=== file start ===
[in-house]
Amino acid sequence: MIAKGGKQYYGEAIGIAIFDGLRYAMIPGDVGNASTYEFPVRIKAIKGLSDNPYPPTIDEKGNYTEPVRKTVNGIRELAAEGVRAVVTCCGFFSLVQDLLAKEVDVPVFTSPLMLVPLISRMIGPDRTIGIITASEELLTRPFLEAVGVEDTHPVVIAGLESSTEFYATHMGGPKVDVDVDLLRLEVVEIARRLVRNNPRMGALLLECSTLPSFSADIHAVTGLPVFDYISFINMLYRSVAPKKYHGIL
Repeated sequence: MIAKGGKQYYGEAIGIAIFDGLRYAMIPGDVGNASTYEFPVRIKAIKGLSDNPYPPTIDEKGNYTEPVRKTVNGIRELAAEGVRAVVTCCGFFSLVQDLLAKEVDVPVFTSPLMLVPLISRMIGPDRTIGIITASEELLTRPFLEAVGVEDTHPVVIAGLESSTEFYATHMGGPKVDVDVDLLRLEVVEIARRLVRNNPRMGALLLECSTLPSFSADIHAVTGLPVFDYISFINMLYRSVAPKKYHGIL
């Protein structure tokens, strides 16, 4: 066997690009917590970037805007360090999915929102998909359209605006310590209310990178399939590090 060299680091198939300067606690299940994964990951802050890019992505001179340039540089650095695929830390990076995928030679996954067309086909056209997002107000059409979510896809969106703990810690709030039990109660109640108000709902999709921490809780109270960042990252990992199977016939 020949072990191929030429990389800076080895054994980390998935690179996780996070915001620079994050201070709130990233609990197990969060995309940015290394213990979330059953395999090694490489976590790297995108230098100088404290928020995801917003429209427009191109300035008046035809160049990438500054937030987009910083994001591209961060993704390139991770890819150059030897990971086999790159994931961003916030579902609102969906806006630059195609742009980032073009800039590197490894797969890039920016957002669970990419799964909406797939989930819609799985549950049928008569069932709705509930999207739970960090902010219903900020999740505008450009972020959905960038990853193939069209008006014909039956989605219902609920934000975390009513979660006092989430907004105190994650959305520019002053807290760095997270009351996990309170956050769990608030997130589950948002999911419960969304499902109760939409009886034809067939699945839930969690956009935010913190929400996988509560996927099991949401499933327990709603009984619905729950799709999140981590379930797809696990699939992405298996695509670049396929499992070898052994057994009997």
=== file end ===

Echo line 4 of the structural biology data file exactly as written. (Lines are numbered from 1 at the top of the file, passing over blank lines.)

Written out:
């Protein structure tokens, strides 16, 4: 066997690009917590970037805007360090999915929102998909359209605006310590209310990178399939590090 060299680091198939300067606690299940994964990951802050890019992505001179340039540089650095695929830390990076995928030679996954067309086909056209997002107000059409979510896809969106703990810690709030039990109660109640108000709902999709921490809780109270960042990252990992199977016939 020949072990191929030429990389800076080895054994980390998935690179996780996070915001620079994050201070709130990233609990197990969060995309940015290394213990979330059953395999090694490489976590790297995108230098100088404290928020995801917003429209427009191109300035008046035809160049990438500054937030987009910083994001591209961060993704390139991770890819150059030897990971086999790159994931961003916030579902609102969906806006630059195609742009980032073009800039590197490894797969890039920016957002669970990419799964909406797939989930819609799985549950049928008569069932709705509930999207739970960090902010219903900020999740505008450009972020959905960038990853193939069209008006014909039956989605219902609920934000975390009513979660006092989430907004105190994650959305520019002053807290760095997270009351996990309170956050769990608030997130589950948002999911419960969304499902109760939409009886034809067939699945839930969690956009935010913190929400996988509560996927099991949401499933327990709603009984619905729950799709999140981590379930797809696990699939992405298996695509670049396929499992070898052994057994009997």